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GMDA draft plan for GMR draws flak

GUWAHATI, Nov 10 - Noted architect and town planner Amiya Kumar Das has described the draft delineation plan of the Guwahati Metropolitan Region (GMR), recently notified by the Guwahati Metropolitan Development Authority (GMDA), as a political decision. It is against the concepts of regional planning science, he said.

The GMR plan is prepared by the Ahmedabad-based Centre for Environmental Planning and Technology (CEPT) University and it has proposed the inclusion of 1,061 villages and 30 urban centres in five districts of the State, comprising a new area of around 3,143 sq km, giving the GMR a total area of around 3,471 sq km.

GMDA Chief Executive Officer (CEO) Anurag Singh told this newspaper on Sunday that the GMR plan has been prepared in line with the Delhi National Capital Region to equally distribute the benefits of development to the suburban areas surrounding the Guwahati city.

Amiya Kumar Das, who worked with the Florida State Government�s Urban Planning Office for over 30 years as a town planner and now a resident of that American city, told this newspaper that the imprudent expansion of the Delhi Metropolitan area has led to numerous problems for the national capital in the areas of transportation, infrastructure, water supply, drainage and sewerage, garbage disposal, academic activities, municipal administration, law enforcement, crime control, etc.

Moreover, the above proposal to expand Guwahati to other parts of Kamrup (Metro) district and some parts of its neighbouring districts like Kamrup, Morigaon, Darrang and Nalbari is sure to affect the finance of the State as well. Huge funds will be required to fund the developmental projects of the GMR, he pointed out.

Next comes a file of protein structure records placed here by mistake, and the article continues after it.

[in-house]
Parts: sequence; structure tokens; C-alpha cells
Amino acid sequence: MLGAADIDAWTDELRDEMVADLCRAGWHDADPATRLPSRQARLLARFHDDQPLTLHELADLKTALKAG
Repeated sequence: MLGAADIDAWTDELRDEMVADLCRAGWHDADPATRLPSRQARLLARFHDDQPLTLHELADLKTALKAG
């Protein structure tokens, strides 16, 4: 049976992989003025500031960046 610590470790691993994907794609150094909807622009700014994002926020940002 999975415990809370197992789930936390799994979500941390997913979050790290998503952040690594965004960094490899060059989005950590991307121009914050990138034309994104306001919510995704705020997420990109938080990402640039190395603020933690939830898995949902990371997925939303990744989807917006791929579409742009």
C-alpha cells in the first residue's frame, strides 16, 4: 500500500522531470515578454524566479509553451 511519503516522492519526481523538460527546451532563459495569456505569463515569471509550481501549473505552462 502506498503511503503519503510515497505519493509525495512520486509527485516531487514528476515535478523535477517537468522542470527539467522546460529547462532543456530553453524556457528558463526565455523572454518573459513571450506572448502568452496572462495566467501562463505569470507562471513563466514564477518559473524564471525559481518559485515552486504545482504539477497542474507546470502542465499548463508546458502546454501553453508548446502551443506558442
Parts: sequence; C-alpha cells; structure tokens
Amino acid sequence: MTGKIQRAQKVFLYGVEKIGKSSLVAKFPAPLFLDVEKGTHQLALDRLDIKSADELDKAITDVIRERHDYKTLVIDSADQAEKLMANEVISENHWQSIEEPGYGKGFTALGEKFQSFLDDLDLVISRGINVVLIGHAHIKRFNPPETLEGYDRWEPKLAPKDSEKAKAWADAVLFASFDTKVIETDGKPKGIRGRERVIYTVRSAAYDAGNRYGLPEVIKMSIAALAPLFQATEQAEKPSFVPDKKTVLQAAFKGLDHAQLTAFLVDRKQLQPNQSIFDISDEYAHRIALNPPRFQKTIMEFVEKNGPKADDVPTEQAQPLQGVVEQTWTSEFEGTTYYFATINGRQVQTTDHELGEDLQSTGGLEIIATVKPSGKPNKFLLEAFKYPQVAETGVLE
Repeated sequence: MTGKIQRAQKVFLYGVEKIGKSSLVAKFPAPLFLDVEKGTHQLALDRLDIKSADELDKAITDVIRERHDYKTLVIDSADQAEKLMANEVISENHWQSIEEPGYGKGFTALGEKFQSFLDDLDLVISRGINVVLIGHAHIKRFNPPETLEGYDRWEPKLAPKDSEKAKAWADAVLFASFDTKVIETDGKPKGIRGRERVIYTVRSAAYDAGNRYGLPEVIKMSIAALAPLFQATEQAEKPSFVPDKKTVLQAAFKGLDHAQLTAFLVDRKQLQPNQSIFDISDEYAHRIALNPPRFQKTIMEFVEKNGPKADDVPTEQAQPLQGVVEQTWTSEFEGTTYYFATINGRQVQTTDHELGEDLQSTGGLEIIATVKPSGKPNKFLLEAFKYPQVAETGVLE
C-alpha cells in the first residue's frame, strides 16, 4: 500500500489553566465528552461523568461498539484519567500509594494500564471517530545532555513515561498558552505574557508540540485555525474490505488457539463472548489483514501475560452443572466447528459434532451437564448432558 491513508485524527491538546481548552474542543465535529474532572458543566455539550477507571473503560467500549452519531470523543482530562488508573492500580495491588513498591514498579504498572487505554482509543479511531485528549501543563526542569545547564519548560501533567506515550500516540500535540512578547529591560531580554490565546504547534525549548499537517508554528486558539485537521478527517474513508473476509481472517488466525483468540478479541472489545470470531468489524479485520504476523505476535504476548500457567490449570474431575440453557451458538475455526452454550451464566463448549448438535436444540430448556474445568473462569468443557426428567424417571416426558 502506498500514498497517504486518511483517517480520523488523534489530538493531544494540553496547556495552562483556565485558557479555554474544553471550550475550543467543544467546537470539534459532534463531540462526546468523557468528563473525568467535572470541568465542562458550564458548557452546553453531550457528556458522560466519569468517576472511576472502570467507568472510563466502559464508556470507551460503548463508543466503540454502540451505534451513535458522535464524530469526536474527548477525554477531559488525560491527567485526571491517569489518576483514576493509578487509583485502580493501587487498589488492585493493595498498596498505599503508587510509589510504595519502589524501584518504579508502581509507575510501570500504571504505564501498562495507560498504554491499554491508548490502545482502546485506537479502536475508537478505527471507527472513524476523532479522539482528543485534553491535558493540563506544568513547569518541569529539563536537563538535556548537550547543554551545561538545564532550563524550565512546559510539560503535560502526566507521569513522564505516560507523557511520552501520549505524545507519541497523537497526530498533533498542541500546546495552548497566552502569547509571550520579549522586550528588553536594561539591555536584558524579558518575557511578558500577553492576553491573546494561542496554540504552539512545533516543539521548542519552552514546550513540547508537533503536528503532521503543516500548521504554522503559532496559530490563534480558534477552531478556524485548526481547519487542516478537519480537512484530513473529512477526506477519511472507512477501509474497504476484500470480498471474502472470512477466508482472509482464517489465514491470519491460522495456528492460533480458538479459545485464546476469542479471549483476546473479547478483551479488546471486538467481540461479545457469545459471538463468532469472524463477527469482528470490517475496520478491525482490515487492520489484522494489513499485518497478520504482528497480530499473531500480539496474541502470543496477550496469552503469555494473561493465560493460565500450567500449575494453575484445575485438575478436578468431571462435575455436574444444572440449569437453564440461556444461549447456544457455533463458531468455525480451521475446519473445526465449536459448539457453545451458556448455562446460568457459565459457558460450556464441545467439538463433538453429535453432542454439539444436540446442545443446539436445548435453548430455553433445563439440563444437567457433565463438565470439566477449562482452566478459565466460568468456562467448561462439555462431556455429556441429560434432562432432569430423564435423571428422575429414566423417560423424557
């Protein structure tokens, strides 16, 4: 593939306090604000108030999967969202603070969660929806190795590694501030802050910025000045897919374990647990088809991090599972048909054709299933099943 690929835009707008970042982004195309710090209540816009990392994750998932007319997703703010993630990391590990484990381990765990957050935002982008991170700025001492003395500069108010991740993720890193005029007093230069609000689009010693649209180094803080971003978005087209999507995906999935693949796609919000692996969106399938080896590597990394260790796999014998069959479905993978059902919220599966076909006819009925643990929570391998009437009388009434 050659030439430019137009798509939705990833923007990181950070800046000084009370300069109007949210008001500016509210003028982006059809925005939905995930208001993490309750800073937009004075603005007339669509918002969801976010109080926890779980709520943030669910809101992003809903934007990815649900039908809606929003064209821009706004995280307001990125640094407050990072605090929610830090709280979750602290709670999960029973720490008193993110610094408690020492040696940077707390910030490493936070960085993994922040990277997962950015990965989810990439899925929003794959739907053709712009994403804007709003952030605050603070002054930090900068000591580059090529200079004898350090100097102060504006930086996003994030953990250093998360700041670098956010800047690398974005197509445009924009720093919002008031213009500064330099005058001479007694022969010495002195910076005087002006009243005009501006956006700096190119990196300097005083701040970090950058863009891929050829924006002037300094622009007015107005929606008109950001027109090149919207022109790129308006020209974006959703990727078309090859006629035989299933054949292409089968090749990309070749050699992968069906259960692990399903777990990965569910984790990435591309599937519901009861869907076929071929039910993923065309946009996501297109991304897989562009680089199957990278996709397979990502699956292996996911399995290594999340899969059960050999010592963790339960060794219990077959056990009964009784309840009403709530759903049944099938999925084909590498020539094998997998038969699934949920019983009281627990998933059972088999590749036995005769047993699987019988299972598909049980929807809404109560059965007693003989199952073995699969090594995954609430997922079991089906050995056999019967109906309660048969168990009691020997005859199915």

It is not known whether the Government is keen to undertake such a venture that is fraught with the above consequences, said the noted town planner.

In this connection, he referred to the case of London city, where the Britishers applied the science of metropolitan development in such a way that it led to the distribution of economic activities and population in a rational manner, which has kept the population and size of London almost constant since 1945.

Following the World War II devastation, the authorities in London had reduced the city�s population from eight million to six million. Since then, the London population has remained almost constant. To achieve this success, the British Government set up eight satellite towns around London, which took away the burden of population from London. The British Government also set up 24 new towns in England between 1903 and 1990 to decentralise economic activities and also to distribute the urban population. Land use practices have also been firmly handled by the British Government for the purpose, he said.

Explaining the concepts of regional planning science, he said it provides for distribution of towns and services to the people. The Central Place Theory of the regional planning science was developed in 1933 by Walter Christaller, a German geographer. In order to distribute economic activities, services and population, authorities should adhere to this theory instead of concentrating them in Guwahati alone, as the latter approach is fraught with the danger of not only strangulating Guwahati, but also crippling the development of the entire State.

The noted town planner also referred to the sagacity of Mahatma Gandhi, who said India must preserve its villages. Moreover, the town planner also referred to the statement of former President of India, the late Dr APJ Abdul Kalam, while inaugurating the Mysore IT.com in December 2002. The former President had laid stress on a reverse flow of population from the urban to the rural areas while speaking on that occasion, added Das.